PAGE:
Who Owns Walter Benjamin?
On the Place and Non-Place of Radical Thought
Initiative for an International Walter Benjamin Conference and Workshop in Ramallah, Palestine, Dec. 6-11, 2015
Today Walter Benjamin has arrived in the official pantheon of global humanities. His writings belong to the canon of Modern German and European philosophy and literary criticism. There are countless international conferences celebrating his legacy. But can this academic appropriation of Benjamin’s thought do justice to his ‘critical life’ and to the ‘tradition of the oppressed’ that his writings invoke? Given the uncritical if not ideological role of the humanities in today’s neo-liberal capitalism, a merely academic discourse on Benjamin does violence to his thought. Speaking of the legibility of Benjamin’s oeuvre, the question of time and place matter to both the text and its reader.
Born in Berlin in 1892 to an assimilated wealthy German-Jewish family, Benjamin died as an impoverished refugee in late September 1940 while illegally crossing the border from Vichy-France to Francoist Spain. In the small border town of Port-Bou, he committed suicide after he and his group of refugees had been denied entry to Spain. On that particular day, the Spanish border guards received new instructions and did not accept the set of papers and transit visas that Benjamin carried with him.
Benjamin’s death tells the story of the arbitrariness of state power, state violence and its jurisdiction over ‘bare life’. Had Benjamin’s group of refugees only arrived a bit earlier or later in autumn 1940, the Spanish border guards would have let them pass – even without the mandatory exit-visa from France, which was almost impossible to obtain during the days of Vichy France and the chaotic aftermath of the German invasion of France. Benjamin was finally driven to suicide by “normal” state violence and its “exceptional,” yet inherently possible fascist radicalization.
With painful prescience, Benjamin, the essayist, philosopher and translator, authored the landmark essay “The Critique of Violence” (1921), in which he vigorously exposed the violence of the modern state and its jurisdiction, legislation, and executive forces. For the early Benjamin, it was clear that there was “something rotten in the law” – be it the law of monarchy, “normal” democracy or autocratic regimes. From Benjamin’s perspective of a radical critique of violence, justice and the law of the state remain irreconcilable.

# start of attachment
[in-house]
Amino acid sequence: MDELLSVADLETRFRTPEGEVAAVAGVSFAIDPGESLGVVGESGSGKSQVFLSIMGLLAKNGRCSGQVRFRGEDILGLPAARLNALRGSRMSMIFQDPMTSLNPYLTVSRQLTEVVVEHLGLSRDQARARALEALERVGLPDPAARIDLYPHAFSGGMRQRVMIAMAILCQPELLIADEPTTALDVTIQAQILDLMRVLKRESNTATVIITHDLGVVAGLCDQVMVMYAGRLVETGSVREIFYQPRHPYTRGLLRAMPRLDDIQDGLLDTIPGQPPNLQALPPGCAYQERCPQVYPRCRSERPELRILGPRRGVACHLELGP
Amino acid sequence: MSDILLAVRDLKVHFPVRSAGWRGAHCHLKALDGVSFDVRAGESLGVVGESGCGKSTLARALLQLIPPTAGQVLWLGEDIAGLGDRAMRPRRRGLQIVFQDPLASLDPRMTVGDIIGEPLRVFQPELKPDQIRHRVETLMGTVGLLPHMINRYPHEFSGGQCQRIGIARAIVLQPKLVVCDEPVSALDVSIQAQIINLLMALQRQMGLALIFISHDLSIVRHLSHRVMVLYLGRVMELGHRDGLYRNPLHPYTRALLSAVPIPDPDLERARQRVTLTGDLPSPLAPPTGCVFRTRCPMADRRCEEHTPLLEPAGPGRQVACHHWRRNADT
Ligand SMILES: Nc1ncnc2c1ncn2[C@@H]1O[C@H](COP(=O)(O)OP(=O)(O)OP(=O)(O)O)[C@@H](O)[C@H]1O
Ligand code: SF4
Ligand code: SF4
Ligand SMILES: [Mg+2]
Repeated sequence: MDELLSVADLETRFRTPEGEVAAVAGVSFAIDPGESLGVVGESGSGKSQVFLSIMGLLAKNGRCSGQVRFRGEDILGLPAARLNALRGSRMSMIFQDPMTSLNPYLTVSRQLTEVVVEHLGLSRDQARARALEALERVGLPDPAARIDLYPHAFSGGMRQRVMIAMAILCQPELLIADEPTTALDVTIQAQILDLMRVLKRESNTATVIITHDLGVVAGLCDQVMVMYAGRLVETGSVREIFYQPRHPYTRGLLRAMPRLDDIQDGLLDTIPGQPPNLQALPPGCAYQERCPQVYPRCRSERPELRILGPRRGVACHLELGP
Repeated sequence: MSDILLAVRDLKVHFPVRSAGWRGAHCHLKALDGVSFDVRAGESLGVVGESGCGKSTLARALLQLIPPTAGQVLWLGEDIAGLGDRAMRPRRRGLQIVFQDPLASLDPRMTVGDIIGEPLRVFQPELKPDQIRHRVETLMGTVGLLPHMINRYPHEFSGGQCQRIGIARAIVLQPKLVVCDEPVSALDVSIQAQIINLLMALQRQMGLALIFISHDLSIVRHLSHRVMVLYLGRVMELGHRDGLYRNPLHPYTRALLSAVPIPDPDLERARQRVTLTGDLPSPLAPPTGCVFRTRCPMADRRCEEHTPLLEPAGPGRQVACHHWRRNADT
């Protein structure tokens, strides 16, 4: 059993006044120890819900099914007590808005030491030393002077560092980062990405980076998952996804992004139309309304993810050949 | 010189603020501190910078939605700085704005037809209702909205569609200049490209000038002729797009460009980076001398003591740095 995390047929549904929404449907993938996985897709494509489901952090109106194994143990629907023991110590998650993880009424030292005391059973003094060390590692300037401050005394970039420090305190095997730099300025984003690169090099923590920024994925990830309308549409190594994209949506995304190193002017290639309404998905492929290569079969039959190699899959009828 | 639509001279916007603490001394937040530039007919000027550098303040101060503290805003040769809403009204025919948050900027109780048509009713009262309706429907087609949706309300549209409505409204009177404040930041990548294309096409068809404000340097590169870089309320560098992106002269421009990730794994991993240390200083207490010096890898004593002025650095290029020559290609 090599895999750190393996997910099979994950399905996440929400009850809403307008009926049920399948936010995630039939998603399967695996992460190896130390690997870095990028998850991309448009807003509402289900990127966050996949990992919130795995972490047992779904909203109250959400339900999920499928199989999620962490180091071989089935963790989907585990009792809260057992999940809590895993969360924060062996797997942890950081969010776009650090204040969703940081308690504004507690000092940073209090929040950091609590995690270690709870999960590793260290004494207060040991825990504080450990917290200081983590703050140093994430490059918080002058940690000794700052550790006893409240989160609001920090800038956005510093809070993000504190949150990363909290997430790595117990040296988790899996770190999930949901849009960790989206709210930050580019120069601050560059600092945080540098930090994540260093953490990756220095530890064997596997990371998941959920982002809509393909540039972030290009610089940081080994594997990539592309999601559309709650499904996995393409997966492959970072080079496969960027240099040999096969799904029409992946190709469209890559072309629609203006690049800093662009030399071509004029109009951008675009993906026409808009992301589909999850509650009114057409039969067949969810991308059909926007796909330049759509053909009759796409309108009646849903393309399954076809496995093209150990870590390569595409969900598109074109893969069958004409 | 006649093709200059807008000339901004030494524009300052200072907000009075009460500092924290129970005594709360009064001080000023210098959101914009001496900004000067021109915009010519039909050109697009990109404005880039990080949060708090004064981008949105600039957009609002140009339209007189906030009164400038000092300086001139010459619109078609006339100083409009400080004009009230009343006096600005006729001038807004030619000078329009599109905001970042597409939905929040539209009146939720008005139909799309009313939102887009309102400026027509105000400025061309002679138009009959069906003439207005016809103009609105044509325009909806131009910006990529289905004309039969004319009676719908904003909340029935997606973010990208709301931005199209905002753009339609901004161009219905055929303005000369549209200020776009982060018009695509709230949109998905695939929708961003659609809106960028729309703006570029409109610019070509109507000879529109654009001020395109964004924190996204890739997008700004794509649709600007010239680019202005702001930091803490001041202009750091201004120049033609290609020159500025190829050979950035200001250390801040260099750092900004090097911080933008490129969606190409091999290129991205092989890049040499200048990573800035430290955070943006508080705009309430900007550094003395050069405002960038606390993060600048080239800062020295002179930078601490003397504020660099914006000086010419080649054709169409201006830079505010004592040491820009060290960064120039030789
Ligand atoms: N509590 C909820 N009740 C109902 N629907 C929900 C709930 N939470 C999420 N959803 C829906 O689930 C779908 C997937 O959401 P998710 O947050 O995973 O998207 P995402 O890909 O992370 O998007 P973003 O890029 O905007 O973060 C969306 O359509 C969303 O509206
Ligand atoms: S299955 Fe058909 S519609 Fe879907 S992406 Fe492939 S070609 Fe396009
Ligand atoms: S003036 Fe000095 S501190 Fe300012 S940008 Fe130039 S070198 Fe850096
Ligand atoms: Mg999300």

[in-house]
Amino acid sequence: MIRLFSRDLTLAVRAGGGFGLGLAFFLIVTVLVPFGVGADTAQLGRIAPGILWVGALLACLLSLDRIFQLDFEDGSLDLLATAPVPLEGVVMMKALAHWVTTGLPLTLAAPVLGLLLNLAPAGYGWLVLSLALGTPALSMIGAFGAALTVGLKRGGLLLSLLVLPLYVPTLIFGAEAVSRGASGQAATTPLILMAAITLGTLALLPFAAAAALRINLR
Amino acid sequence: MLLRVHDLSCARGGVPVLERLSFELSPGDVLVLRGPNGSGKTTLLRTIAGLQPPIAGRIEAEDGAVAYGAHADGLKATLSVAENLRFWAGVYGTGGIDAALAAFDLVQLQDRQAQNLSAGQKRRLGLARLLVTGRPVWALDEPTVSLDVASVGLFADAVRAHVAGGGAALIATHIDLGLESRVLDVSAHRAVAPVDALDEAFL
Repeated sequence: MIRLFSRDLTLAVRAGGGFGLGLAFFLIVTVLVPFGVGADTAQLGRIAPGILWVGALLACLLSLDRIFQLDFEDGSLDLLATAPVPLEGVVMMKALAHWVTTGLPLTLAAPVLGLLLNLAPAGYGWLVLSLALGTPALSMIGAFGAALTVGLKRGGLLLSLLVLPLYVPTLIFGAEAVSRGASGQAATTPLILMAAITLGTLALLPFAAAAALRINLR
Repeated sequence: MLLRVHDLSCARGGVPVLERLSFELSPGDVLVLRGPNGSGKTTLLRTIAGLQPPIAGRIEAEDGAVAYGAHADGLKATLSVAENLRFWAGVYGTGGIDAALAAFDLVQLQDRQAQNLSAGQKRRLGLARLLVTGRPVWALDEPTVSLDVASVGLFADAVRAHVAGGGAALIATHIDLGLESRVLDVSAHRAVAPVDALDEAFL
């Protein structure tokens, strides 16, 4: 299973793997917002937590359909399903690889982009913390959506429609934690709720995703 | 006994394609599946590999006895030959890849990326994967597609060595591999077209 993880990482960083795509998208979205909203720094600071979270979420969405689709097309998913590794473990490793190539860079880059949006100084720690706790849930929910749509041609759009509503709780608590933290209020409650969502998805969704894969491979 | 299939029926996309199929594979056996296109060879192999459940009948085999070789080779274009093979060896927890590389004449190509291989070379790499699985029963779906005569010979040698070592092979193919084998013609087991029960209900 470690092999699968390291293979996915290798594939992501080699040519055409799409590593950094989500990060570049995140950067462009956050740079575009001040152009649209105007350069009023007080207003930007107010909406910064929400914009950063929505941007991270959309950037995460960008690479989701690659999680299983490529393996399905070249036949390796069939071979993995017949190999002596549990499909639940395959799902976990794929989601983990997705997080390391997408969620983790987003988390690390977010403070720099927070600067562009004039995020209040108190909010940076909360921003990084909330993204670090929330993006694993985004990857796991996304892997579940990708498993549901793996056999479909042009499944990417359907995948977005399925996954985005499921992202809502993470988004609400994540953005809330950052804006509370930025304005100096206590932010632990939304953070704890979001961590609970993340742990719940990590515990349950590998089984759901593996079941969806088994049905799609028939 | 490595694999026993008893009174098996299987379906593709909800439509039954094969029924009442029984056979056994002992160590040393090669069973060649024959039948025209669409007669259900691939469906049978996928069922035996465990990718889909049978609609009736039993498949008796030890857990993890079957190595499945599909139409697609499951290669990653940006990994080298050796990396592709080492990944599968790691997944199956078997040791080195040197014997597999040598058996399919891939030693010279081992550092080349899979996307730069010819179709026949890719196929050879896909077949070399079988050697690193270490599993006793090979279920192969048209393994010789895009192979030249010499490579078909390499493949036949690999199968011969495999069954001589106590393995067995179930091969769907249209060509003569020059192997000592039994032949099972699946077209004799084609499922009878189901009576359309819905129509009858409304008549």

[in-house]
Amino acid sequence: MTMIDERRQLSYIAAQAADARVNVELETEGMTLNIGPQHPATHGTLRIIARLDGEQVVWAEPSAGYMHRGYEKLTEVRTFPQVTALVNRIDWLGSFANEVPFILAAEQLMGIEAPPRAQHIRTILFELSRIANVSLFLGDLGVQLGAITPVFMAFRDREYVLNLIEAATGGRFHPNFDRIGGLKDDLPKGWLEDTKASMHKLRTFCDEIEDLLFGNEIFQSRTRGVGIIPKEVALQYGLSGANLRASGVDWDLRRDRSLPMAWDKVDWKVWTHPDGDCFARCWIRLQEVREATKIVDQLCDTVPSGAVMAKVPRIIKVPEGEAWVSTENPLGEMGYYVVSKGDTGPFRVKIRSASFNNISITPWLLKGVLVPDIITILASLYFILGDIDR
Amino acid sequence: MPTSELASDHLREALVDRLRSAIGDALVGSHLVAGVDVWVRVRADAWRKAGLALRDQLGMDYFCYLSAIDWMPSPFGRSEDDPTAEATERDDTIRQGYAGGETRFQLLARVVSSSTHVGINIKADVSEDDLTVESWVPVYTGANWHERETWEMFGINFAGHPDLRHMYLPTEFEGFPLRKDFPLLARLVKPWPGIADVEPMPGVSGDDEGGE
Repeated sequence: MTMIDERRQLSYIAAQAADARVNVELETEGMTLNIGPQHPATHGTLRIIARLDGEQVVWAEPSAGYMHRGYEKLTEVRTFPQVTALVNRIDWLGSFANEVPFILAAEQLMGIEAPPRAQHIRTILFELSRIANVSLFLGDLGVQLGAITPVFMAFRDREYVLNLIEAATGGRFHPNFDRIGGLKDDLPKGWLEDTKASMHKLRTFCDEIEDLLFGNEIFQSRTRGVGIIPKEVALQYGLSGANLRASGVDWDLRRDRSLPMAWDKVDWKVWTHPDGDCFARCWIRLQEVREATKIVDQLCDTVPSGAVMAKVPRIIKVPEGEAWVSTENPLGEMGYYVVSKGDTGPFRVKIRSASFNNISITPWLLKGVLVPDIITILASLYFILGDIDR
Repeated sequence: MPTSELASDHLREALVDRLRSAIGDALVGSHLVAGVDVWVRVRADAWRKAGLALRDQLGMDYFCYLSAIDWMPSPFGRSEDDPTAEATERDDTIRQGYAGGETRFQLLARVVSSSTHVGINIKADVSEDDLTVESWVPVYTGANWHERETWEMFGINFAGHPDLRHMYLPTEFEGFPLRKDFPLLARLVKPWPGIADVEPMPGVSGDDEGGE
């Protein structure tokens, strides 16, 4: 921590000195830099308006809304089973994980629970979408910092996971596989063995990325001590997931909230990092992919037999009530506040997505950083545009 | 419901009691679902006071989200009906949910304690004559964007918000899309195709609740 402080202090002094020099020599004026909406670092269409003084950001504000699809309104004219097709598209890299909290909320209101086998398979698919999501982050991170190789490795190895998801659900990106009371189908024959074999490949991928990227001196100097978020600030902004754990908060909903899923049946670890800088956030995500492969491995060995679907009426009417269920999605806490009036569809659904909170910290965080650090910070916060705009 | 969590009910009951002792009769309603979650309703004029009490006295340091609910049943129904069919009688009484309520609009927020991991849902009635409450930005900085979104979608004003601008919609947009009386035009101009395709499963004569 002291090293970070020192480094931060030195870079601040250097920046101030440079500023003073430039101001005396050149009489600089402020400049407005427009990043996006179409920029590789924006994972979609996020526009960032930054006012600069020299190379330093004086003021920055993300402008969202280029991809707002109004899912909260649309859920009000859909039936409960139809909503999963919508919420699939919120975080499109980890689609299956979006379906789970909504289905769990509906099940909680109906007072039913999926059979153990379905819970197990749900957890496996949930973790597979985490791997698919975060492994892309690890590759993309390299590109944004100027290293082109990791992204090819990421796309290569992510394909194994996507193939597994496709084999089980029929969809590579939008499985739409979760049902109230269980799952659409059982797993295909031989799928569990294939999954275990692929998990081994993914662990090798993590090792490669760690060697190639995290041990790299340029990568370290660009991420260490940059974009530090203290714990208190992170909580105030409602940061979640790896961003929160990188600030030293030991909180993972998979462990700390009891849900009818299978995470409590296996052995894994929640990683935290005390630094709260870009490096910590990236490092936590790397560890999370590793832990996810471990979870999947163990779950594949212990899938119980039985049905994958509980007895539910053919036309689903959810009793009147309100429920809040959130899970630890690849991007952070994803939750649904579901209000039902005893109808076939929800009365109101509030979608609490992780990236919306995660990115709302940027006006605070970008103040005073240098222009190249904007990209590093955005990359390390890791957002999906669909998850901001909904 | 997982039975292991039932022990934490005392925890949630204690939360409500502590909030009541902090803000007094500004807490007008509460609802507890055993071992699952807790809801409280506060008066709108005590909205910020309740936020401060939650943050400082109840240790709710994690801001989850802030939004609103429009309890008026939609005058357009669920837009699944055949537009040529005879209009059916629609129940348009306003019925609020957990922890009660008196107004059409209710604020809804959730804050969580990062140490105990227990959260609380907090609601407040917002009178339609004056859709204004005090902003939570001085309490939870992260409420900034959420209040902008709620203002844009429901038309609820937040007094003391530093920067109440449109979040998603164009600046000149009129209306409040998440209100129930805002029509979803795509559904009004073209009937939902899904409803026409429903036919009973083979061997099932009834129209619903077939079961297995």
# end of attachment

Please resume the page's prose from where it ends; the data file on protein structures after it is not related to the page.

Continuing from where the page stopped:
In 1940, after the Hitler-Stalin pact and the German invasion of Poland and France, Benjamin was forced to flee ‘old Europe’. He intended to join the exiled Frankfurt Institute for Social Research in the U.S. It was in these last catastrophic months of his life when he wrote his now celebrated “Theses on the Concept of History” in which he drew the image of the ‘angel of history’ and invoked the ‘tradition of the oppressed’. In this last text, he also proposed his understanding of a ‘weak messianic’ undercurrent in history, which, against all teleologies of progress and development, would refer all generations and their failures to redemption.
From these few bio-bibliographical lines it should be obvious that Benjamin’s thought is irreconcilable with apologetic ideologies of state power, violence, and narratives of ‘victors’ history’. As a German Jew and radical left intellectual, Benjamin invoked the partisan, yet universal ‘tradition of the oppressed’ against all forms of domination.
Talking about Benjamin in today’s Palestine is a political act. The international conference and workshop “Who Owns Walter Benjamin?” is part of the attempt to break the de facto cultural and academic boycott of Palestine, implemented and enforced by the occupation regime and its multi-layered web of checkpoints, territorial zones and other juridical-administrative measures. It is an intervention into ongoing debates on occupation, statehood, theocracy, binationalism, and anti-colonial struggles for liberation. If in Benjamin’s heterodox Marxism the different strands of Jewish messianic and libertarian-utopian thought form a relationship of “elective affinity” (Michael Löwy), his name and legacy invoke a constant appeal against the arrogance of any state power and representations of victors’ history. In this vein, Benjamin’s texts not only speak to the international community of Benjamin scholars and critical theorists but also to political struggles in Palestine.
If you would like to get involved and/or participate in this project, please visit our call for participation.